VizGen: Accelerating Visual Computing Prototypes in Dynamic Languages
This is the source code for the compiler associated with the paper "VizGen: Accelerating Visual Computing Prototypes in Dynamic Languages" by Yuting Yang, Sam Prestwood, Connelly Barnes, ACM SIGGRAPH Asia 2016.
The project page has the paper, video, and other materials. The goal of this project is to accelerate visual programs written in Python.
We have developed the compiler on Linux and Mac. For Windows machines we simply run it in a Linux VM.
We suggest to use Anaconda Python which has some dependencies already installed.
Currently requires Python 3 version between 3.0 and 3.4 due to the Astor library not presently supporting Python 3.5.
- z3 (build with Python support: use --python argument to mk_make.py)
- On Mac, GCC is needed for OpenMP support (use
brew install gcc5to install)
For the arcade app ("pacman"), Pygame is required. On Mac this can be installed using Homebrew:
brew install sdl sdl_image sdl_mixer sdl_ttf portmidi
sudo pip install hg+http://bitbucket.org/pygame/pygame
For optional speed comparisons, Numba and PyPy need to be installed
How to run an example application with ordinary Python:
> cd proj/apps/mandelbrot > python mandelbrot.py
How to run an example application with our autotuning compiler (takes minutes to 10s of minutes to complete):
> cd proj/compiler > python compiler.py ../apps/mandelbrot/mandelbrot.py
How to get help for the compiler:
> cd proj/compiler > python compiler.py -h
How to run unit tests:
> cd proj/compiler > python some_test.py # Run most unit tests (takes about 10 minutes), or... > python all_test.py # Run all unit tests (takes about 30 minutes).
The compiler presently uses the eval() function in various places. Therefore, do not compile programs that may contain potentially untrustworthy (e.g. malicious) code or strings. See more about the security implications of eval.
Bug reports and patches
Please submit bug reports via the GitHub issue tracking. Code submitted to GitHub (e.g. commits, pull requests) should pass all unit tests, and you agree to license code you submit to us under the below (MIT) license.
This project is licensed under the MIT license:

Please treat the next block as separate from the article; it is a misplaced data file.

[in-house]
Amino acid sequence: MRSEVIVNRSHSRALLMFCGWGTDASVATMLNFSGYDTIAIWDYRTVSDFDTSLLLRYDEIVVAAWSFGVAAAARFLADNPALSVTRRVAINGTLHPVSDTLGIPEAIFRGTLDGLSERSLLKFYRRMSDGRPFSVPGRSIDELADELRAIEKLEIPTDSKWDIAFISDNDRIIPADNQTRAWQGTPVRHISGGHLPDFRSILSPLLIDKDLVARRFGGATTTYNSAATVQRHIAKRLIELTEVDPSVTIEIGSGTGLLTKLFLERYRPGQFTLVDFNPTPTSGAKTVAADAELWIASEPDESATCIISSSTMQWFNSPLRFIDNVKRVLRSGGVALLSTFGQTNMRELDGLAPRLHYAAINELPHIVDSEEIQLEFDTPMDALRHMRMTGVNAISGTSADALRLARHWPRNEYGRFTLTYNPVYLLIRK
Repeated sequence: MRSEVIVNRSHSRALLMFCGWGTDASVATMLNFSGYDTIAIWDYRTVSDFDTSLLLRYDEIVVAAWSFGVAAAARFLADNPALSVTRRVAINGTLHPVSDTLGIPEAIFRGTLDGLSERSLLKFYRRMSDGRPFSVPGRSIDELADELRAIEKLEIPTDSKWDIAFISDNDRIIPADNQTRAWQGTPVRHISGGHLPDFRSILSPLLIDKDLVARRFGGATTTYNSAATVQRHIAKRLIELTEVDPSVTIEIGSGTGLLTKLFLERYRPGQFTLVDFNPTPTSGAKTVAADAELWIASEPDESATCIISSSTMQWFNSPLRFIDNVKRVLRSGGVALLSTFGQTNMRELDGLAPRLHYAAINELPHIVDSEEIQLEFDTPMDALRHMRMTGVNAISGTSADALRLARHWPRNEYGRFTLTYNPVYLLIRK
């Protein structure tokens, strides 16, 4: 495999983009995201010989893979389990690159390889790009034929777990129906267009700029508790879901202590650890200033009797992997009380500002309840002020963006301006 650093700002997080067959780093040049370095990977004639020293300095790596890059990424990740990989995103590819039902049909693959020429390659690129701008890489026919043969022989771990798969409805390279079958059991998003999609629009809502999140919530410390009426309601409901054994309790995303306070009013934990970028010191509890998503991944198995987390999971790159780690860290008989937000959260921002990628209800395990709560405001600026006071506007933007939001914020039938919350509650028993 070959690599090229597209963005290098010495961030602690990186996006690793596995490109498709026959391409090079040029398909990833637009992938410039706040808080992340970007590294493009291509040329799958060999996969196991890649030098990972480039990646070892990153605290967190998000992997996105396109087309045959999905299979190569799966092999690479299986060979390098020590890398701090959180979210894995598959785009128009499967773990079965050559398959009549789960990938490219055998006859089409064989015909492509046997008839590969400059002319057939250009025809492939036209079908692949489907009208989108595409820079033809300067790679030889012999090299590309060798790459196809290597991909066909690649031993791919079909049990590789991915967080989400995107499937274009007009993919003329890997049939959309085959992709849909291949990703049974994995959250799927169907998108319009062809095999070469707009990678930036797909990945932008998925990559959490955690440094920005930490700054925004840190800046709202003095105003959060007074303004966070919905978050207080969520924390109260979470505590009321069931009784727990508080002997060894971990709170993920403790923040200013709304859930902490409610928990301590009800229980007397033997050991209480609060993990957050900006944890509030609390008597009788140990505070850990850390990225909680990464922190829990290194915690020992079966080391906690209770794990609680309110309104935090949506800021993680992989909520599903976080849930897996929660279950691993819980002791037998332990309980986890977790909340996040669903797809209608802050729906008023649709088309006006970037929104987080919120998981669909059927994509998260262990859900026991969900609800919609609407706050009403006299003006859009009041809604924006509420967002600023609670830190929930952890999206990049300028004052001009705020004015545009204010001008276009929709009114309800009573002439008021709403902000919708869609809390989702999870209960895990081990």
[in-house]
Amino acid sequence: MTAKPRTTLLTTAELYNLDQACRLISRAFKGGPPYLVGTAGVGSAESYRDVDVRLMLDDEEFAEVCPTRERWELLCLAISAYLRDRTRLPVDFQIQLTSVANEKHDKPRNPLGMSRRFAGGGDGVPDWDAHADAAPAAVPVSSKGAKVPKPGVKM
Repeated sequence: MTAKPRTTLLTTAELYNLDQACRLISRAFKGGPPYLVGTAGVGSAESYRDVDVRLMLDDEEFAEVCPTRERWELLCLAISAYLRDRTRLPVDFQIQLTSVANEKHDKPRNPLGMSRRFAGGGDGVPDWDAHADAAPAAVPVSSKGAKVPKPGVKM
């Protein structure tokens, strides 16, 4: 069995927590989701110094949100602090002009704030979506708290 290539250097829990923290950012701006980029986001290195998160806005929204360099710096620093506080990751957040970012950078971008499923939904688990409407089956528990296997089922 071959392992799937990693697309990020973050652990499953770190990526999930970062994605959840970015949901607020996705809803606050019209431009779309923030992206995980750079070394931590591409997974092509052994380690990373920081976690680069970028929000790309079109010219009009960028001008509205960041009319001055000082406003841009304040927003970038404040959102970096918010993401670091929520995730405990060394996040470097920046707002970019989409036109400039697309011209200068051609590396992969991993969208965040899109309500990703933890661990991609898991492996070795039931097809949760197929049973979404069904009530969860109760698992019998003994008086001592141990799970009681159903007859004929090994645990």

Copyright (c) 2015-2016 University of Virginia, Yuting Yang, Sam Prestwood, Connelly Barnes, and other contributors
Permission is hereby granted, free of charge, to any person obtaining a copy of this software and associated documentation files (the "Software"), to deal in the Software without restriction, including without limitation the rights to use, copy, modify, merge, publish, distribute, sublicense, and/or sell copies of the Software, and to permit persons to whom the Software is furnished to do so, subject to the following conditions:
The above copyright notice and this permission notice shall be included in all copies or substantial portions of the Software.
THE SOFTWARE IS PROVIDED "AS IS", WITHOUT WARRANTY OF ANY KIND, EXPRESS OR IMPLIED, INCLUDING BUT NOT LIMITED TO THE WARRANTIES OF MERCHANTABILITY, FITNESS FOR A PARTICULAR PURPOSE AND NONINFRINGEMENT. IN NO EVENT SHALL THE AUTHORS OR COPYRIGHT HOLDERS BE LIABLE FOR ANY CLAIM, DAMAGES OR OTHER LIABILITY, WHETHER IN AN ACTION OF CONTRACT, TORT OR OTHERWISE, ARISING FROM, OUT OF OR IN CONNECTION WITH THE SOFTWARE OR THE USE OR OTHER DEALINGS IN THE SOFTWARE.
Frequently Asked Questions
What are some limitations?
This is a research compiler. It may not succeed for all input programs, scale to long input programs, and currently it compiles only one module at a time. It uses autotuning so it may take a while to finish for a given input program. It presently supports only CPU.
There is currently not support for accelerating user-defined classes (only functions), type inference may not work in all cases, and some scenarios may not be optimized (e.g. code that returns matrices currently uses more Python calls than is necessary).
How can I make my module work with the compiler?
test() method in your module, which when run with no arguments, calls all of the functions that are to be sped up (it can also implement unit tests if you like, but this is not required). See the numerous example applications in the
proj/apps directory (particularly simple applications are
I called a builtin or library function X and my code is not fast. How do I make it fast?
One possibility is that type inference did not succeed. When the compiler is run you should see a printout of inferred types for each variable. If a variable has type
object then it did not have type inferred. You can either implement step (3) below to make type inference succeed, or work around this in your program by using MyPy-style type annotations (see
proj/compiler/test_programs/type_annotation.py for an example of type annotations).
The full solution for making an arbitrary library function X efficient is to do all three of (the source files referred to are all in the directory
- Implement a C (Cython) variant of your function in
macro_funcs.pyx, following the other examples in that file. Alternatively, if the function takes vectors of constant length, then you can "template" your function in a manner similar to the other functions in
- Add a translation "macro" to
macros.py, which uses pattern matching to translate Python calls to corresponding C implementations. Specifically, add it to the
macros.py, based on examples of other macros.
- Make type inference work through your function, by adding a function named
typefuncs.py, following the examples of other type functions (or
typemethod_Xif you implemented a method).
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